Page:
Tourism, Parks and Recreation Minister Christine Cusanelli must have seen the sign, because today she tweeted: “I encourage all Albertans to get outdoors & active. There will be no trail fees for K-Country cross country trails this season or next”.
Below, you can read what I had already written about this controversy. It appears academic now.
I didn’t ski today, but others did, and they gave us a couple excellent trip reports. I sympathize with Elaine Bouey, because I’ve experienced the same situation at Elk Pass in the past: too much snow. It can make for some difficult skiing when it’s wet, especially coming down the steep hills. Elaine’s estimate of a foot of new snow was spot on, as confirmed by the PLPP trail report.
It rained for a good part of the day in Canmore, but the temperature has finally dropped(it’s -10°C as I write this at 8 pm), so the trail crews should be able to start grooming soon. Unfortunately the roads will be treacherous. Lac Des Arcs has already seen two accidents tonight, including a roll-over.
The PLPP trail report was updated today, and states that “All grooming and tracksetting of the 16th will be snow covered with up to 30 cm of new snow at the highest elevations.” It also mentions the lower elevation trails had 10 cm.
From Al Schaffer’s Chester Lake adventure, it sounds like Mt Shark should have received some new snow as well.
Canmore Nordic Centre
If you’re thinking if skiing at the Canmore Nordic Centre this weekend, there’s some important information on the CNC page which you should be aware of.
PLPP user fees
The debate about user fees in PLPP rages on, as it should. I sent an email today to my MLA, Ron Casey, asking for his position on user fees. I will publish his response on here if I get one.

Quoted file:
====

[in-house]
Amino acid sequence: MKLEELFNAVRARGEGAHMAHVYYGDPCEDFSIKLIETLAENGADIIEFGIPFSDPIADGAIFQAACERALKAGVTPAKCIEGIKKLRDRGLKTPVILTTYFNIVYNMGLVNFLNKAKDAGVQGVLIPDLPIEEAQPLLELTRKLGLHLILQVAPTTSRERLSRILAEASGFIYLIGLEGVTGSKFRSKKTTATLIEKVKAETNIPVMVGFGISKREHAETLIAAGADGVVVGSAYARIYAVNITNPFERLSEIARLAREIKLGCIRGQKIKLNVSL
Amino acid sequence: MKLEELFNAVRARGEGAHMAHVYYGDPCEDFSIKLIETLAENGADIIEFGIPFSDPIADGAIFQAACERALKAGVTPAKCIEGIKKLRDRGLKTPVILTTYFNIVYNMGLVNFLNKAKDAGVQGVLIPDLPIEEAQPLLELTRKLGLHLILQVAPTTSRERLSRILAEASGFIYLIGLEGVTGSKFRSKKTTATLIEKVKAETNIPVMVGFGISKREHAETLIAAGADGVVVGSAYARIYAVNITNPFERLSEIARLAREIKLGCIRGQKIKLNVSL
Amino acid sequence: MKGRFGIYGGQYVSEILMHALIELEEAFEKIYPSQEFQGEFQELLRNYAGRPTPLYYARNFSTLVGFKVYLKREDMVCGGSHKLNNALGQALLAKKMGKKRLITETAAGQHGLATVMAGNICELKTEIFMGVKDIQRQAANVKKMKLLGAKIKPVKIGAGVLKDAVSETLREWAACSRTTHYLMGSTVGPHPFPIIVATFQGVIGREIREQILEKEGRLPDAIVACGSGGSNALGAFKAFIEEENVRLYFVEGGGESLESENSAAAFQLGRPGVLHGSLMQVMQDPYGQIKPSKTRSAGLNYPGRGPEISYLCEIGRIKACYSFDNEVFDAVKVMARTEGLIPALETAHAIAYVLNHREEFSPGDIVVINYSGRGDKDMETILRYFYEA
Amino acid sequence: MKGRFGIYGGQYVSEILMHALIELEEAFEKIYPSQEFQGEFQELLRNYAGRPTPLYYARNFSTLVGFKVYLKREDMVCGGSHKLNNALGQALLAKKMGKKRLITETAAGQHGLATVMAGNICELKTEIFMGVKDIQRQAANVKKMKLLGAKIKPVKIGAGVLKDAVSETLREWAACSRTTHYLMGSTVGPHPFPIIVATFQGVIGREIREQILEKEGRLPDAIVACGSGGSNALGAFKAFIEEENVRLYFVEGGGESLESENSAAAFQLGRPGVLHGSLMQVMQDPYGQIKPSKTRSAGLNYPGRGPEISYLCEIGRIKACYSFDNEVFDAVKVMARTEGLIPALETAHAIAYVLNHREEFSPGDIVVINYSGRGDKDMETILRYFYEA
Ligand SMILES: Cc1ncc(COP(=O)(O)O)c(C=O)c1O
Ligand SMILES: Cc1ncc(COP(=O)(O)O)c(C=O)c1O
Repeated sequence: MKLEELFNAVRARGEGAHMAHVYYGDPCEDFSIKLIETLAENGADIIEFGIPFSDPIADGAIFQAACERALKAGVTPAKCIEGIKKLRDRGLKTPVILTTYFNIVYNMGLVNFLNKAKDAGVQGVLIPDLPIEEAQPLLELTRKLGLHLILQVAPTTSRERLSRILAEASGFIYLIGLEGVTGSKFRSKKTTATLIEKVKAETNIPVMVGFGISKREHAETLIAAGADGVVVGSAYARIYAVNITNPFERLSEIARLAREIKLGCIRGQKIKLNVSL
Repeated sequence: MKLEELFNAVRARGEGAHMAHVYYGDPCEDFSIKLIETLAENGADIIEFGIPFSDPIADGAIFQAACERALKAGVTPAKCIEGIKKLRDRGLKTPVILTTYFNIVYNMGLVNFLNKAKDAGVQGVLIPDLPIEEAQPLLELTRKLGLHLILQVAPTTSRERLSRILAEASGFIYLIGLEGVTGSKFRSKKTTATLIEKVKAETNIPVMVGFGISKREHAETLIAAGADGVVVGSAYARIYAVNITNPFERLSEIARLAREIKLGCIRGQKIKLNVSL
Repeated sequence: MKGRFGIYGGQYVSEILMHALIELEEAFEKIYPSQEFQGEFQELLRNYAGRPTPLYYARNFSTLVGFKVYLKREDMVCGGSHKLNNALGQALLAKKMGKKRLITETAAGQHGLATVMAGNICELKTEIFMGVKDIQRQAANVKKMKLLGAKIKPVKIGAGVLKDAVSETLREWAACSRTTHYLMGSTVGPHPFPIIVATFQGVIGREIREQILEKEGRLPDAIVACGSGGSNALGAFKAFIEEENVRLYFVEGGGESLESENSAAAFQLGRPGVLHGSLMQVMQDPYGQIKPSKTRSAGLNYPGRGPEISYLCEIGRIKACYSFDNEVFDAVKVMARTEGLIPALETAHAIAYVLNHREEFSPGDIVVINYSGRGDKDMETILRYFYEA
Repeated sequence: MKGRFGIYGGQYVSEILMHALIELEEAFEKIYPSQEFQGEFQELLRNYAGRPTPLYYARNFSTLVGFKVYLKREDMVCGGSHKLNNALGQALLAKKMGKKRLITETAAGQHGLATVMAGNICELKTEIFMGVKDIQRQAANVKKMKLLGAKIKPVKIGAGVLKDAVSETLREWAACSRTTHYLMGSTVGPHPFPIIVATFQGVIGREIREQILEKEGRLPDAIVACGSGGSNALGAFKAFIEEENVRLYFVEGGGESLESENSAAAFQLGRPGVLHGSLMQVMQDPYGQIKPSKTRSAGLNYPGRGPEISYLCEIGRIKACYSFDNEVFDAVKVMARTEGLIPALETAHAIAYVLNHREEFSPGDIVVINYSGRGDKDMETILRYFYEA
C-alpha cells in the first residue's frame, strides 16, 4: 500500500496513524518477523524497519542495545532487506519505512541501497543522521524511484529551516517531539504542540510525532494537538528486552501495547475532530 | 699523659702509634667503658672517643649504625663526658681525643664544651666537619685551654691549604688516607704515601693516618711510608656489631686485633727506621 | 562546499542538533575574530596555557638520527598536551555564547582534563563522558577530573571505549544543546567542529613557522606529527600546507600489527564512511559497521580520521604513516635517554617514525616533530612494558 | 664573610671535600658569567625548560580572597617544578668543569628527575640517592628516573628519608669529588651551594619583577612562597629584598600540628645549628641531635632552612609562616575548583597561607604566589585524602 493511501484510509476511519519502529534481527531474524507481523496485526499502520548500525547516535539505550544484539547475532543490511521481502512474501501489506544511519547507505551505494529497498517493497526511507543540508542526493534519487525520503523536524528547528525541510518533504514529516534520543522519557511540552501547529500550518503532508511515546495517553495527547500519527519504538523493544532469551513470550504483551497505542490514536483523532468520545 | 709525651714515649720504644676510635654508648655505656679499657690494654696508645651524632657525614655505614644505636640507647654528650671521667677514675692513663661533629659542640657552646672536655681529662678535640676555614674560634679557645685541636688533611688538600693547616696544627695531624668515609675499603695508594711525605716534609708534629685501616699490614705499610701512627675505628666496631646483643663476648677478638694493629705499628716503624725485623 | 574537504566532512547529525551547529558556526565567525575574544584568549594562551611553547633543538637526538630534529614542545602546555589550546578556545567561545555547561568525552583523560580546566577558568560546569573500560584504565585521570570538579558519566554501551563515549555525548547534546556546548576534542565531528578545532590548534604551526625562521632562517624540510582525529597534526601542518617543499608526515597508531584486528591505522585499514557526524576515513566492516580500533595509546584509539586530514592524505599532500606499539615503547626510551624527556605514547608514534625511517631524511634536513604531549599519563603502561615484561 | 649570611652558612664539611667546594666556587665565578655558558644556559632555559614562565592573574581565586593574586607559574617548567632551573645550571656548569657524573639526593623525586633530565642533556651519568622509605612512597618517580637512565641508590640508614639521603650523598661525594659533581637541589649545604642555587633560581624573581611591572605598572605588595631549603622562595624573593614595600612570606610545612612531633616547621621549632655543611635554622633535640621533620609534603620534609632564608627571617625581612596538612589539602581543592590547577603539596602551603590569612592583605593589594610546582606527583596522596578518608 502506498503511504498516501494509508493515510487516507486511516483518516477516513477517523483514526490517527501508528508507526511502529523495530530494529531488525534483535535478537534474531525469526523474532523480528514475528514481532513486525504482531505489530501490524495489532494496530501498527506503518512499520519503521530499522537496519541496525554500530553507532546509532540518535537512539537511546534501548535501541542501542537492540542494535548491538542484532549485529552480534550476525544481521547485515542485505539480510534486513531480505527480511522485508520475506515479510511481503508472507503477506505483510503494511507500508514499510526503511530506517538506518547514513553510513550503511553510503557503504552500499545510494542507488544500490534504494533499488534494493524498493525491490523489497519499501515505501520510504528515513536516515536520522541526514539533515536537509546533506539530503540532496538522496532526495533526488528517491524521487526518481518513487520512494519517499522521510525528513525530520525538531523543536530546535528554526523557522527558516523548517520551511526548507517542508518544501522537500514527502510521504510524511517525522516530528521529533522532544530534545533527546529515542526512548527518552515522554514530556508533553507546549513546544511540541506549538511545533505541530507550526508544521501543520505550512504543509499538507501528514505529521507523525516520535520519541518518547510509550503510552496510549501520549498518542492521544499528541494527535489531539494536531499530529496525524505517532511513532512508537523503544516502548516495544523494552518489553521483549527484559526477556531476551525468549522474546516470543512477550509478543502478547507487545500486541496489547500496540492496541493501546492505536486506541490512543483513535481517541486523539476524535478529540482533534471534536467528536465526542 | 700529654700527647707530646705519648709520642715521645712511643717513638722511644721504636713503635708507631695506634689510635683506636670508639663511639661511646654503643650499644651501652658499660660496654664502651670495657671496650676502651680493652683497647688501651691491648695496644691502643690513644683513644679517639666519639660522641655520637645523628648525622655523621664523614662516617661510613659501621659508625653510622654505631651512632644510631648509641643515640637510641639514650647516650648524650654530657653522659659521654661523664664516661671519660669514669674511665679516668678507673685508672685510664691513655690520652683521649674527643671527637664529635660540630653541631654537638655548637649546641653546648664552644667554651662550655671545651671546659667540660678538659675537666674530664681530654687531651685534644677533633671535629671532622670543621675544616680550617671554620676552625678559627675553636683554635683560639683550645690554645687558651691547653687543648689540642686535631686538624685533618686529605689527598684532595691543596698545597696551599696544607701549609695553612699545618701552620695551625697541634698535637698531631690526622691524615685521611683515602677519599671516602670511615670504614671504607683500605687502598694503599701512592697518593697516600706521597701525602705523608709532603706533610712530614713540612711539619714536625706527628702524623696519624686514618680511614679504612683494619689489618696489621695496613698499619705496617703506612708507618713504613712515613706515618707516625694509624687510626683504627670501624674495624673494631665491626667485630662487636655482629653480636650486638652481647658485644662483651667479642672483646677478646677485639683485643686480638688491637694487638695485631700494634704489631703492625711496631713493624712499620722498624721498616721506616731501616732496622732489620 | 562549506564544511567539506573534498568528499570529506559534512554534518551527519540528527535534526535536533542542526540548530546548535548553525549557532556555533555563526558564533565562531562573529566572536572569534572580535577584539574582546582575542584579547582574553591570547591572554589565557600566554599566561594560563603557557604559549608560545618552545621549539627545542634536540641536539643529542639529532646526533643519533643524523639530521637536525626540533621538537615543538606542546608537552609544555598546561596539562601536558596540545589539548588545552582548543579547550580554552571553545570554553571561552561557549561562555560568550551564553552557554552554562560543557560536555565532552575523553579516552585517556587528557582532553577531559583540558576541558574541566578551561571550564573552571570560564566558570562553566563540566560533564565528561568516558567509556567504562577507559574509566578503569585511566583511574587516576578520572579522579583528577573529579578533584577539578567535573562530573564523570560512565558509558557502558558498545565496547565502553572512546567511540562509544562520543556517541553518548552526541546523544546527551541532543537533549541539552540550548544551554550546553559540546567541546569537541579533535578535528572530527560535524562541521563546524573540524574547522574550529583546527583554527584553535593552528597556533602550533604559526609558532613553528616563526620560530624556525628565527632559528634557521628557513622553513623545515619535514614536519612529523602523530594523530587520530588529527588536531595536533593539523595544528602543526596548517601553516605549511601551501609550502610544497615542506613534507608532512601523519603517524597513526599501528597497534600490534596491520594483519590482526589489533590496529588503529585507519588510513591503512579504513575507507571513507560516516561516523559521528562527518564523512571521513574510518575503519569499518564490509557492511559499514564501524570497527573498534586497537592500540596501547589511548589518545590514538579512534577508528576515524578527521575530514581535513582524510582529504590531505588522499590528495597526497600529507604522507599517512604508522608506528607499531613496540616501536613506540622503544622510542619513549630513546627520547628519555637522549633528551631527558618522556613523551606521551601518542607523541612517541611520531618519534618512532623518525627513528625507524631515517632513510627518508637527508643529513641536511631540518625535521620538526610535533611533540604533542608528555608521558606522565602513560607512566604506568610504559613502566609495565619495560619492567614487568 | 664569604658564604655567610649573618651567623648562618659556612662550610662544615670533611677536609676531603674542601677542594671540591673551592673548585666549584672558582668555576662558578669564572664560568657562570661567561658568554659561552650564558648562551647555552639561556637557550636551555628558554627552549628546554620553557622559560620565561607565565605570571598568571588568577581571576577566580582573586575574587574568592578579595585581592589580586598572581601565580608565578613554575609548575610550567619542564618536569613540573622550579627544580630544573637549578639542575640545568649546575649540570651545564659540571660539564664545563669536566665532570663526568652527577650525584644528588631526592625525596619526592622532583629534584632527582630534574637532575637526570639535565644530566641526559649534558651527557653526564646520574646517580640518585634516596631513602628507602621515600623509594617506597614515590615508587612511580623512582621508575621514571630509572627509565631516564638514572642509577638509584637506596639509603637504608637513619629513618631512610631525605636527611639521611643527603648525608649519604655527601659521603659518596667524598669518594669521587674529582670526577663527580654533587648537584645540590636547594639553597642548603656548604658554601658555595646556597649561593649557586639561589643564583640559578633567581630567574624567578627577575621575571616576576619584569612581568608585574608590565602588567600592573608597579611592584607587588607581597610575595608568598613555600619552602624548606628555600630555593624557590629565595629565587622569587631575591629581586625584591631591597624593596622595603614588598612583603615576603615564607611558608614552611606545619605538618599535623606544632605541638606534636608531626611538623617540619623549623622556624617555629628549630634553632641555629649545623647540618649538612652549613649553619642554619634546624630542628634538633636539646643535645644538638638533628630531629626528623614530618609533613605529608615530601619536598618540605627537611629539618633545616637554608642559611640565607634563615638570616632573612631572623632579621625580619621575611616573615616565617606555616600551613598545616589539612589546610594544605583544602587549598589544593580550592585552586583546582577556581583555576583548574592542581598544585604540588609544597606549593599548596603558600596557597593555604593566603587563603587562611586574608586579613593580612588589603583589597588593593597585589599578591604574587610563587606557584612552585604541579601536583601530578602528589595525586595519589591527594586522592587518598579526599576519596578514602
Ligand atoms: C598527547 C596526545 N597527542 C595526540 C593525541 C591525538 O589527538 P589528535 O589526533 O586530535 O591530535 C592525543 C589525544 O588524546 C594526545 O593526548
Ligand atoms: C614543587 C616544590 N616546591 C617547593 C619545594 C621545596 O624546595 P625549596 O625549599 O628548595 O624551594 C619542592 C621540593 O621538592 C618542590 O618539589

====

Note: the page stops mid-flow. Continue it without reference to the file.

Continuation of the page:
Oleg is correct in his assertions that we need to know more about the proposal before acquiescing. My friend Chip left a relevant comment on Tony Daffern’s Kananaskis Trails blog which I believe is the minimum we should expect from the government before we can consider their proposal seriously:
“…it has not been made clear that a user fee system makes economic sense (ignoring other dimensions of the debate, such as the philosophical issue of fees for use on public lands). In order to do this, we would need to know the cost of administering and enforcing the system, as well as the health impact of a change in usage associated with the system (Would fewer people make use of the system and would this have downstream consequences for health care?)
I’m not an economist, but I have the strong suspicion that this is a money-losing proposition, unless the fees imposed were much higher than a reasonable person would pay. Let’s see the numbers and then make a decision.”
If this issue rears its ugly head in the future, let’s hope the government comes up with a well-thought-out plan, with all the relevant information, upon which we can make an informed decision.